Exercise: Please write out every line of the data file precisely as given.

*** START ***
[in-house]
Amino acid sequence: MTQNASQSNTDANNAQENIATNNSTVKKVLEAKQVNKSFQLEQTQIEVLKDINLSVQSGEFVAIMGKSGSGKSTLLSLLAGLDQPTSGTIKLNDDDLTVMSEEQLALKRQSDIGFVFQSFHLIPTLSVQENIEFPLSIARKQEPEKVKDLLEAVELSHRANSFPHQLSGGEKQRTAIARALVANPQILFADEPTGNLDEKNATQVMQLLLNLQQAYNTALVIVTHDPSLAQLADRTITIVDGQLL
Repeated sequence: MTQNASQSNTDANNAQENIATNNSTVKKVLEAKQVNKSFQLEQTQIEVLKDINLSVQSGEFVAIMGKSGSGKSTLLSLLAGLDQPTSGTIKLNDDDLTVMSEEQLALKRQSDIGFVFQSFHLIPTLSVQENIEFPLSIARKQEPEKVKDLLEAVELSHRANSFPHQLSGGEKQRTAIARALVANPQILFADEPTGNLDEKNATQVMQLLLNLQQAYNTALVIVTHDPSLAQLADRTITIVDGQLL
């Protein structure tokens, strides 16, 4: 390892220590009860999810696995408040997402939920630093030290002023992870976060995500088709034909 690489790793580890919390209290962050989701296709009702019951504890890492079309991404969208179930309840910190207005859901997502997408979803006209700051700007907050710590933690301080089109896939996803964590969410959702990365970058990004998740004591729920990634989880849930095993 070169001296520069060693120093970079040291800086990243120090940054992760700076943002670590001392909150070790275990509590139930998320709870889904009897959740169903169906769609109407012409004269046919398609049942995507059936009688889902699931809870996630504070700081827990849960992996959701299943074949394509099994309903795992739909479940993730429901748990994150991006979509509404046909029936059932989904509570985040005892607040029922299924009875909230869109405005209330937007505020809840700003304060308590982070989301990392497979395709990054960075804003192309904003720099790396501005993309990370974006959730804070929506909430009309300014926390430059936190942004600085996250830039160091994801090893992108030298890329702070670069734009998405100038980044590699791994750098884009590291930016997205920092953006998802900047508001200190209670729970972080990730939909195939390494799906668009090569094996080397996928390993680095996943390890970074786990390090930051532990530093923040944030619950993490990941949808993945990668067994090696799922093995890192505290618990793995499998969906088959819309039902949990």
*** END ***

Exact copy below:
[in-house]
Amino acid sequence: MTQNASQSNTDANNAQENIATNNSTVKKVLEAKQVNKSFQLEQTQIEVLKDINLSVQSGEFVAIMGKSGSGKSTLLSLLAGLDQPTSGTIKLNDDDLTVMSEEQLALKRQSDIGFVFQSFHLIPTLSVQENIEFPLSIARKQEPEKVKDLLEAVELSHRANSFPHQLSGGEKQRTAIARALVANPQILFADEPTGNLDEKNATQVMQLLLNLQQAYNTALVIVTHDPSLAQLADRTITIVDGQLL
Repeated sequence: MTQNASQSNTDANNAQENIATNNSTVKKVLEAKQVNKSFQLEQTQIEVLKDINLSVQSGEFVAIMGKSGSGKSTLLSLLAGLDQPTSGTIKLNDDDLTVMSEEQLALKRQSDIGFVFQSFHLIPTLSVQENIEFPLSIARKQEPEKVKDLLEAVELSHRANSFPHQLSGGEKQRTAIARALVANPQILFADEPTGNLDEKNATQVMQLLLNLQQAYNTALVIVTHDPSLAQLADRTITIVDGQLL
């Protein structure tokens, strides 16, 4: 390892220590009860999810696995408040997402939920630093030290002023992870976060995500088709034909 690489790793580890919390209290962050989701296709009702019951504890890492079309991404969208179930309840910190207005859901997502997408979803006209700051700007907050710590933690301080089109896939996803964590969410959702990365970058990004998740004591729920990634989880849930095993 070169001296520069060693120093970079040291800086990243120090940054992760700076943002670590001392909150070790275990509590139930998320709870889904009897959740169903169906769609109407012409004269046919398609049942995507059936009688889902699931809870996630504070700081827990849960992996959701299943074949394509099994309903795992739909479940993730429901748990994150991006979509509404046909029936059932989904509570985040005892607040029922299924009875909230869109405005209330937007505020809840700003304060308590982070989301990392497979395709990054960075804003192309904003720099790396501005993309990370974006959730804070929506909430009309300014926390430059936190942004600085996250830039160091994801090893992108030298890329702070670069734009998405100038980044590699791994750098884009590291930016997205920092953006998802900047508001200190209670729970972080990730939909195939390494799906668009090569094996080397996928390993680095996943390890970074786990390090930051532990530093923040944030619950993490990941949808993945990668067994090696799922093995890192505290618990793995499998969906088959819309039902949990």